We want to remind all our customers about our winter farm market Saturday at the town hall as well as a big announcement.
We are leaving Door county. It has been a shocking decision for us that was not really on our radar, but after the holidays we clarified some things that we have been uncertain about. After the clarification, we decided the best move for ourselves is to leave the farm. Tyler has family in Indiana that we plan on staying with for a while until we get back on our feet and know what our new plan is. We have ideas and lots of dreams including starting a new farm, but the road from here is quite open.
We are so grateful for the experience that we have had on the farm for past two years and we are so thankful for all of you who have supported us in our vegetable growing venture. We are equally thankful for our generous landlords who gave us the opportunity to do what we did as well as worked out a way for us to leave on good terms.
When we first came to the farm, our only concern was living a certain kind of lifestyle and growing vegetables for a living. With great enthusiasm, we set out to do something rare. We were creating something we had never seen before, although bits and pieces were inspired by other farms we had seen. It was a thrill with great highs and lows as we navigated our way forward building and designing the systems and infrastructure needed for the market garden. To see the work of our labor literally come to fruition was incredible.
Even with our combined experience working on other farms, we greatly underestimated the undertaking of starting our own market garden. Looking back, we should have built and transitioned slowly. Never before had we been so tired, exhausted and mentally drained. Our first season was extremely difficult and nearly broke us. Despite this, we had a successful first season.
After a restful winter, our second season was AMAZING. It was still more challenging than anything we had ever done, but not like our first season on the farm. Systems were set up, we were better with priorities, highly organized, had help for half of the season and had a better grasp on what to expect. This time, we enjoyed walking the gardens in the evening admiring our crops.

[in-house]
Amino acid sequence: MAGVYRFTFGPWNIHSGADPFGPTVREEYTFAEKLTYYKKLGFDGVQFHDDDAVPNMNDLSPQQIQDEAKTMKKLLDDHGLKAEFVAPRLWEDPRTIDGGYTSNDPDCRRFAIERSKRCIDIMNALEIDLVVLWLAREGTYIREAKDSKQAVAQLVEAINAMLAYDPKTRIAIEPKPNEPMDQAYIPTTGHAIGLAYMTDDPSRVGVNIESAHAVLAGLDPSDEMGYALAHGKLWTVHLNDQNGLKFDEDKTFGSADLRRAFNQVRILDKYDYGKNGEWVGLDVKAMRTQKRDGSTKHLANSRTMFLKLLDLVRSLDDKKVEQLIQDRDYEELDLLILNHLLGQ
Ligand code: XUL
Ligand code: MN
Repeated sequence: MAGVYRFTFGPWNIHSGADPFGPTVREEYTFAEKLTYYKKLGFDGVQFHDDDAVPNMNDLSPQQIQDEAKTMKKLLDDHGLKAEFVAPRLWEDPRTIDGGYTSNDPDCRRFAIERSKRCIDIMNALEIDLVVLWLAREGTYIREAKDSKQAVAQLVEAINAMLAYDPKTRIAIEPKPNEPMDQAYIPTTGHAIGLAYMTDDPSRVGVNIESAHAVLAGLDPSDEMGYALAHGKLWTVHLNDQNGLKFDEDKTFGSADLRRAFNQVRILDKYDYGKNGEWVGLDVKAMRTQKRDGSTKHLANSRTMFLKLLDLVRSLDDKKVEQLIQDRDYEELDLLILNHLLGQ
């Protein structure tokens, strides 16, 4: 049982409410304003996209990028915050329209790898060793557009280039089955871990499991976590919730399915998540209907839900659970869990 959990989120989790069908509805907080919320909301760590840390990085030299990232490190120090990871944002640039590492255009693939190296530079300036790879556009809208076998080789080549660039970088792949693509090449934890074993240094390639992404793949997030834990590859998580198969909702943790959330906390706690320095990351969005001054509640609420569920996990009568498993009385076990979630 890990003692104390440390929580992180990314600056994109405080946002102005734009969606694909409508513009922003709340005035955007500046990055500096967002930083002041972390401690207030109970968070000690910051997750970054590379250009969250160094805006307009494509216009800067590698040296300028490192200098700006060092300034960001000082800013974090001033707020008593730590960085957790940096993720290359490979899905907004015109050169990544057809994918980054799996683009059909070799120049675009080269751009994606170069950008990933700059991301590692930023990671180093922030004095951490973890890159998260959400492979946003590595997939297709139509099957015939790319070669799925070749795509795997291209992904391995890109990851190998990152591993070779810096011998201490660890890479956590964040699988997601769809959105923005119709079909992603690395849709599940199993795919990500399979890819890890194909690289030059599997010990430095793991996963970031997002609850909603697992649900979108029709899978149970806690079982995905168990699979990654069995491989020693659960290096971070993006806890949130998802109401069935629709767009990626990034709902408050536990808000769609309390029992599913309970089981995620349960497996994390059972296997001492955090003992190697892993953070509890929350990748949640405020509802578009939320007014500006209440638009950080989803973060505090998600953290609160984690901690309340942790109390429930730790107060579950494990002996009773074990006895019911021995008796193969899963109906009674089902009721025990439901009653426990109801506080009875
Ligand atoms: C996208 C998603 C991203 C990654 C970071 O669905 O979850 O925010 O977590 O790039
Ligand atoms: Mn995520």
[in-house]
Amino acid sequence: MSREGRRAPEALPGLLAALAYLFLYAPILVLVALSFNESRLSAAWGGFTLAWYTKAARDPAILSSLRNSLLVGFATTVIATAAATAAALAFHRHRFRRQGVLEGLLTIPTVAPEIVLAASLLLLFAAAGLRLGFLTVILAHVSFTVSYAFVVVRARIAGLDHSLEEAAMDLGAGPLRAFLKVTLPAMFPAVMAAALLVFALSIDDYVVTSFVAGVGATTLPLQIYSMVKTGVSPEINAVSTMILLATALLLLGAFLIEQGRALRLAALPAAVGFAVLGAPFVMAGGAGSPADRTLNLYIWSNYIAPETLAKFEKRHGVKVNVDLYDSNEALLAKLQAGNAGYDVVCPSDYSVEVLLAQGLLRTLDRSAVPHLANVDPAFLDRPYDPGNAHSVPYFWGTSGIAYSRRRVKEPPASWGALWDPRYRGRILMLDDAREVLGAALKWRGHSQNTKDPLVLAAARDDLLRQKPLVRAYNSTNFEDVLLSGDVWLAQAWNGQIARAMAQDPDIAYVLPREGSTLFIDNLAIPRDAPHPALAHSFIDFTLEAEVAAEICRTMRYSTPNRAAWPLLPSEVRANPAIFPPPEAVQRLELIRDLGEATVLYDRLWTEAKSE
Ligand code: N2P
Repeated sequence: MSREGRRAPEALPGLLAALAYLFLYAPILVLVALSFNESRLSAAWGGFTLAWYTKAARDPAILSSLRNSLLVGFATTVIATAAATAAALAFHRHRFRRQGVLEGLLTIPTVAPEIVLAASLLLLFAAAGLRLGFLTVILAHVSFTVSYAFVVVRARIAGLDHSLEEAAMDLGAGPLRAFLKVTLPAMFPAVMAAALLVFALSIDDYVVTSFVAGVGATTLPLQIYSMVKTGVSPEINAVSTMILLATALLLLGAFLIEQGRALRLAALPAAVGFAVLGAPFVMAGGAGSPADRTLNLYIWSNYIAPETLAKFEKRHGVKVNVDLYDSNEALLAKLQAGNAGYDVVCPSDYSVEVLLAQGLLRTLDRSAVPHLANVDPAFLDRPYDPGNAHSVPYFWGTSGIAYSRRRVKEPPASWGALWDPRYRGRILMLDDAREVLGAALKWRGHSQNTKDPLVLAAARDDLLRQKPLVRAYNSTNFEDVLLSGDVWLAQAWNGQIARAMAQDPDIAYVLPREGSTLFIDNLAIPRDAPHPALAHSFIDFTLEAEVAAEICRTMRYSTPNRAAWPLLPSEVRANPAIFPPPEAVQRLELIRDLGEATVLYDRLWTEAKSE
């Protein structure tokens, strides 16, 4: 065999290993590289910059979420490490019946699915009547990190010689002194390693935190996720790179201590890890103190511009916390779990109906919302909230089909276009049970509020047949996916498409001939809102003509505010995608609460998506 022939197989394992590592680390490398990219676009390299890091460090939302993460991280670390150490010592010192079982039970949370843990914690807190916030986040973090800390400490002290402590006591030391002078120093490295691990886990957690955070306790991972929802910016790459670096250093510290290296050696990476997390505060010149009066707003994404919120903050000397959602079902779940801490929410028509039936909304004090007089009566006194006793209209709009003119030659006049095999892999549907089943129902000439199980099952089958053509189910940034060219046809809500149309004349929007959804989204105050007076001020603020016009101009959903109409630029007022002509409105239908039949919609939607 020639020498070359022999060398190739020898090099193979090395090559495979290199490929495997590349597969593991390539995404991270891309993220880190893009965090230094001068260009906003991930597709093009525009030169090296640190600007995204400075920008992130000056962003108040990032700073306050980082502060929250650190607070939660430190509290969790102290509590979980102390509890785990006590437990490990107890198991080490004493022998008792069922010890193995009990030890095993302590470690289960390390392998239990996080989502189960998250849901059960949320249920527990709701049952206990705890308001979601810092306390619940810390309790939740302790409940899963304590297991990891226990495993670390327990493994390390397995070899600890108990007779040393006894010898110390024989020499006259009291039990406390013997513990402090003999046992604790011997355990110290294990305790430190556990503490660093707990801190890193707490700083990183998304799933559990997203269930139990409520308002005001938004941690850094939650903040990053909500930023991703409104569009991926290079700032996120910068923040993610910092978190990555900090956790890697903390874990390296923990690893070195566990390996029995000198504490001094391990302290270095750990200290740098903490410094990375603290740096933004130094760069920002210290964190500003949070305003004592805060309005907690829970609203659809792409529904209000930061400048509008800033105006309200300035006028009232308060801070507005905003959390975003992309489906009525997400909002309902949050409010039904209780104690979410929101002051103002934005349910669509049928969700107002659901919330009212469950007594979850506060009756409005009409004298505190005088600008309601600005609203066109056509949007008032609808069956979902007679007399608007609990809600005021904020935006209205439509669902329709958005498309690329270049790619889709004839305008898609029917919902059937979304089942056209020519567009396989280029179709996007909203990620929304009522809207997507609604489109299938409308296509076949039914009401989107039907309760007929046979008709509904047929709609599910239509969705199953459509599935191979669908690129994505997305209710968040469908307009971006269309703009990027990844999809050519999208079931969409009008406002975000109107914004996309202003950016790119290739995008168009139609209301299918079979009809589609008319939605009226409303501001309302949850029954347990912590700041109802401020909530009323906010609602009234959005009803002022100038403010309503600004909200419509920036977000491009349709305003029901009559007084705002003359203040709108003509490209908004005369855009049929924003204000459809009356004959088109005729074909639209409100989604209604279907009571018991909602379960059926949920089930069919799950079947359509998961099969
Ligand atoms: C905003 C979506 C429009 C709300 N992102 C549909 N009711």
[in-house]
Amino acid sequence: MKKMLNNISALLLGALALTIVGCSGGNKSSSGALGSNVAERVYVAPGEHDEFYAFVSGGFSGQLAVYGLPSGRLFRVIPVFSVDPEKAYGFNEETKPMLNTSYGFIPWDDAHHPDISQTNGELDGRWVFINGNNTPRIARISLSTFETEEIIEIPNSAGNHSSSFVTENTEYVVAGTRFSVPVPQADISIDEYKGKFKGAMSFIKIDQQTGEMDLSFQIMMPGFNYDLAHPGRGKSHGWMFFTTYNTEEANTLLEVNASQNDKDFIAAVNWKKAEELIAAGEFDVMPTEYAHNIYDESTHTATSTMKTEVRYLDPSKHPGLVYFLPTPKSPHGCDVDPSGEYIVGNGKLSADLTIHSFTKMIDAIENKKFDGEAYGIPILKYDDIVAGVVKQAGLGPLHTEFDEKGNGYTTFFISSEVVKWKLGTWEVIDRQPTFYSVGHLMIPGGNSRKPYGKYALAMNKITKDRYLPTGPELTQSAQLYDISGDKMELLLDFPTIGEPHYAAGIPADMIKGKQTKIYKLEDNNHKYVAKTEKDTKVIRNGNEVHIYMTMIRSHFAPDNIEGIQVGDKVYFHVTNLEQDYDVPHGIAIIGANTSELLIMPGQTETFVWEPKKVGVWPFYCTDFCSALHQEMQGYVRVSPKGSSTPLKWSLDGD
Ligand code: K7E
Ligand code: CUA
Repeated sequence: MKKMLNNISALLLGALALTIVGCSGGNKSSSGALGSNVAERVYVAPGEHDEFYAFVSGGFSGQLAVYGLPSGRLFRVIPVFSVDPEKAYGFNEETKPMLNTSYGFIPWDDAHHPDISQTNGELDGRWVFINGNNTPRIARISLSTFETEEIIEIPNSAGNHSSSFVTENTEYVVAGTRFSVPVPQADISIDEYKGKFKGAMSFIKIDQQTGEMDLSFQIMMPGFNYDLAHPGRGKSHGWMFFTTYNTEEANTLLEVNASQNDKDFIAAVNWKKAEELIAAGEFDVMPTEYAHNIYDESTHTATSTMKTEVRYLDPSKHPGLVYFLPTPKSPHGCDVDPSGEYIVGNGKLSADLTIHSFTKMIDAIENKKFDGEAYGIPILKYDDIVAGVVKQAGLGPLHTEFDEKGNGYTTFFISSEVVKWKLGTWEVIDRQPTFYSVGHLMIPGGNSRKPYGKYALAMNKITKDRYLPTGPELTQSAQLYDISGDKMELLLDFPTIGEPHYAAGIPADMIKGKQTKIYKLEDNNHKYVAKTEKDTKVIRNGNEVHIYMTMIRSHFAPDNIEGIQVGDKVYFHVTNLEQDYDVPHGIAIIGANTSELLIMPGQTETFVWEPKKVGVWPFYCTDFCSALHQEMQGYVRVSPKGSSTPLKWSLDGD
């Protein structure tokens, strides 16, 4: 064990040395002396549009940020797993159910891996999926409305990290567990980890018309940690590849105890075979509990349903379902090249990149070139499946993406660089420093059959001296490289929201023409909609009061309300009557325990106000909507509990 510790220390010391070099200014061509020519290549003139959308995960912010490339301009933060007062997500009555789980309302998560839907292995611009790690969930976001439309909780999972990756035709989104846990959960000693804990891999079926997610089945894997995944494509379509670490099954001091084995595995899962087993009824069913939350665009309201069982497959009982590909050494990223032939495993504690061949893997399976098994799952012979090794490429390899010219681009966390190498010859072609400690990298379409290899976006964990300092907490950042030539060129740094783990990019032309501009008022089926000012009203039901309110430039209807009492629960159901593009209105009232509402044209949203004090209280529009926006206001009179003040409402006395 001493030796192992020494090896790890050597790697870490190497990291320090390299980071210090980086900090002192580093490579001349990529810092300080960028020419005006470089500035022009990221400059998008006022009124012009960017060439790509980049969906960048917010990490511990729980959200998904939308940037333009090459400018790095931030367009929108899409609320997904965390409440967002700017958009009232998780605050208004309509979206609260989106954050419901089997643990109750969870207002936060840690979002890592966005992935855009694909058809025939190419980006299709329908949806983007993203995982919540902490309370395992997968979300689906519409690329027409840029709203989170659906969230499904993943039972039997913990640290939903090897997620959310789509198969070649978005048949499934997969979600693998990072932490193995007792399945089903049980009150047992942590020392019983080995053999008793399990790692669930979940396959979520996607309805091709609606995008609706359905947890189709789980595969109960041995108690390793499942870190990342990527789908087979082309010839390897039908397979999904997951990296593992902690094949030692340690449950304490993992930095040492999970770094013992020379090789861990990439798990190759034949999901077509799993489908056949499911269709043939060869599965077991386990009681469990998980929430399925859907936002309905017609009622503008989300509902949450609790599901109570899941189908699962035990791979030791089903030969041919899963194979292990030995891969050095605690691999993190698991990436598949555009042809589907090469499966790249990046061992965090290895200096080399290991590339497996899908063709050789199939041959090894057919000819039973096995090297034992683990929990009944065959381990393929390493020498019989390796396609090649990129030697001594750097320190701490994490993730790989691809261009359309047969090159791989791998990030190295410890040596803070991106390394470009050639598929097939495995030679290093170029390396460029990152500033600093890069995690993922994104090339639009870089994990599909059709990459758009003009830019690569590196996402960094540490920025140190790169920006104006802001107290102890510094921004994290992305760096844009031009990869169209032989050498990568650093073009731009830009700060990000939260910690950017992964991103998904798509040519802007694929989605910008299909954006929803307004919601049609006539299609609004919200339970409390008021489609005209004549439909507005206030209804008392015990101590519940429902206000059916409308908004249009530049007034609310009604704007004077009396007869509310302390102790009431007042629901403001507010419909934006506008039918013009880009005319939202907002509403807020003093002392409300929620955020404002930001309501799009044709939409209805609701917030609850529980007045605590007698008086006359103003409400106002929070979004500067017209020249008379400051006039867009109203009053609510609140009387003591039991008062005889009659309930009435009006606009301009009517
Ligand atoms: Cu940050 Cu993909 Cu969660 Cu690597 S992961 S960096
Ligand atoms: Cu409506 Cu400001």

Season three was going to be special because our soil management tactics were going to start paying off. We were going to start utilizing our own farm made compost, our crop planning was going to be on point and our systems highly tweaked to be efficient and effective. Tyler is nearly finished with a teaching curriculum were going to use when training our next apprentice. Its already 28 pages long!
It is unfortunate that we will not see what season three held in store for us, but that is the adventure of life. What we are taking with us is worth more than any monetary value. We are no longer the same people we once were. We have come to understand that the farm is not a place or a single building or a crop. It is the people who care for it. We are now proud to say that we are farmers, stewards of land and nurturers of life. If we lost everything, we would not loose that.
We hope someone will take our place, not just here, but across the rest of the country. Why are there so few of us? Thank you all again for supporting us, our CSA program truly has been a Community Supported Agriculture.
We will be sending out additional emails until our last winter farm market on February 11th.
With much gratitude
Tyler and Allison Criswell